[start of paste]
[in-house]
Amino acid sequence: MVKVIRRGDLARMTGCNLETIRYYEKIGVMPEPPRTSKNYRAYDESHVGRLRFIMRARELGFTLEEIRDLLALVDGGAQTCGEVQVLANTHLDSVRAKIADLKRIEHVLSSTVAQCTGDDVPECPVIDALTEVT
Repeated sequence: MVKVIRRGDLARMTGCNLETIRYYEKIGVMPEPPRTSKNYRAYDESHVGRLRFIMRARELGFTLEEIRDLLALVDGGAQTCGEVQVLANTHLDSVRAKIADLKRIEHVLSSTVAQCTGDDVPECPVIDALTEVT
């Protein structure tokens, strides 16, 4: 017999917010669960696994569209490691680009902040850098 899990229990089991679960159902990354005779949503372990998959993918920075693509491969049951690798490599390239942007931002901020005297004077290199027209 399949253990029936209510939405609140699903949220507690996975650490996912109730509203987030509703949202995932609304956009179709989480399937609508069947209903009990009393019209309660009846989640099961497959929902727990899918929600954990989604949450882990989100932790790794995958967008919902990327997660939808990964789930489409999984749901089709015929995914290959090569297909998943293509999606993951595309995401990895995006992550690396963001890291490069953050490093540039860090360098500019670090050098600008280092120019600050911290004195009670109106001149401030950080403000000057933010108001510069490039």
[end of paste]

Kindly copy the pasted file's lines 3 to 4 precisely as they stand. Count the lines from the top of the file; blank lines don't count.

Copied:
Repeated sequence: MVKVIRRGDLARMTGCNLETIRYYEKIGVMPEPPRTSKNYRAYDESHVGRLRFIMRARELGFTLEEIRDLLALVDGGAQTCGEVQVLANTHLDSVRAKIADLKRIEHVLSSTVAQCTGDDVPECPVIDALTEVT
């Protein structure tokens, strides 16, 4: 017999917010669960696994569209490691680009902040850098 899990229990089991679960159902990354005779949503372990998959993918920075693509491969049951690798490599390239942007931002901020005297004077290199027209 399949253990029936209510939405609140699903949220507690996975650490996912109730509203987030509703949202995932609304956009179709989480399937609508069947209903009990009393019209309660009846989640099961497959929902727990899918929600954990989604949450882990989100932790790794995958967008919902990327997660939808990964789930489409999984749901089709015929995914290959090569297909998943293509999606993951595309995401990895995006992550690396963001890291490069953050490093540039860090360098500019670090050098600008280092120019600050911290004195009670109106001149401030950080403000000057933010108001510069490039």